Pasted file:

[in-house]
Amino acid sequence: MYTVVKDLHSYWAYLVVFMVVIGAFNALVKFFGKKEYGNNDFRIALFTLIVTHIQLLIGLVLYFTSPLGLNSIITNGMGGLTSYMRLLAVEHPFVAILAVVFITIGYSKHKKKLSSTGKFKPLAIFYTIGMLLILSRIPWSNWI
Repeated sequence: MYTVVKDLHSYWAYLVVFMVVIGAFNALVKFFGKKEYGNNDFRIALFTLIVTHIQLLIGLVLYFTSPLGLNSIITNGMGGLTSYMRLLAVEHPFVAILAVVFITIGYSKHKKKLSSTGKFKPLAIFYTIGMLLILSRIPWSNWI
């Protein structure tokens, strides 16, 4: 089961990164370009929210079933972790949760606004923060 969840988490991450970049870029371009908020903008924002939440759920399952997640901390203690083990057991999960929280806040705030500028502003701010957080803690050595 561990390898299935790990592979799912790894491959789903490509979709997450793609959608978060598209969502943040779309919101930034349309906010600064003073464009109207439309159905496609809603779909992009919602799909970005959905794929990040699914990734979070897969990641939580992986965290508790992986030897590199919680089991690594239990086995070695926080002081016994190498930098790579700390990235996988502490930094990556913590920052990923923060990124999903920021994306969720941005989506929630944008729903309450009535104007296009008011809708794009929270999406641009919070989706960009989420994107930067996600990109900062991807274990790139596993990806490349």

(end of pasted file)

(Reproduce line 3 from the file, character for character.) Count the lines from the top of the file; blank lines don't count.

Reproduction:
Repeated sequence: MYTVVKDLHSYWAYLVVFMVVIGAFNALVKFFGKKEYGNNDFRIALFTLIVTHIQLLIGLVLYFTSPLGLNSIITNGMGGLTSYMRLLAVEHPFVAILAVVFITIGYSKHKKKLSSTGKFKPLAIFYTIGMLLILSRIPWSNWI